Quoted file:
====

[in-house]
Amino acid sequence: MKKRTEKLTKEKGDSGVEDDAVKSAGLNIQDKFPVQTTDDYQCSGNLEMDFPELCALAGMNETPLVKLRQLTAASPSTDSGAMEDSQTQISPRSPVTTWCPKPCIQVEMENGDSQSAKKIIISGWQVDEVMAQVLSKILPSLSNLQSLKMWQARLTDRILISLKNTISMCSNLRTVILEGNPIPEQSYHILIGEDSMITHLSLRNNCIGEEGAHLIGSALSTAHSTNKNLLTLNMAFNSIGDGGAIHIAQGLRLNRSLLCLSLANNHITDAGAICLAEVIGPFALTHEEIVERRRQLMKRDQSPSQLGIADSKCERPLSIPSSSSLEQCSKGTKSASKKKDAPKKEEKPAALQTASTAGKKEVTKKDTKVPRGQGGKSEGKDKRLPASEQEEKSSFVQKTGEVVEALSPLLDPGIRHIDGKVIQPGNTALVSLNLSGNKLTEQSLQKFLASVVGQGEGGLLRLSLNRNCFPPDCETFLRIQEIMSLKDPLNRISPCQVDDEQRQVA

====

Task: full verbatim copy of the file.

[in-house]
Amino acid sequence: MKKRTEKLTKEKGDSGVEDDAVKSAGLNIQDKFPVQTTDDYQCSGNLEMDFPELCALAGMNETPLVKLRQLTAASPSTDSGAMEDSQTQISPRSPVTTWCPKPCIQVEMENGDSQSAKKIIISGWQVDEVMAQVLSKILPSLSNLQSLKMWQARLTDRILISLKNTISMCSNLRTVILEGNPIPEQSYHILIGEDSMITHLSLRNNCIGEEGAHLIGSALSTAHSTNKNLLTLNMAFNSIGDGGAIHIAQGLRLNRSLLCLSLANNHITDAGAICLAEVIGPFALTHEEIVERRRQLMKRDQSPSQLGIADSKCERPLSIPSSSSLEQCSKGTKSASKKKDAPKKEEKPAALQTASTAGKKEVTKKDTKVPRGQGGKSEGKDKRLPASEQEEKSSFVQKTGEVVEALSPLLDPGIRHIDGKVIQPGNTALVSLNLSGNKLTEQSLQKFLASVVGQGEGGLLRLSLNRNCFPPDCETFLRIQEIMSLKDPLNRISPCQVDDEQRQVA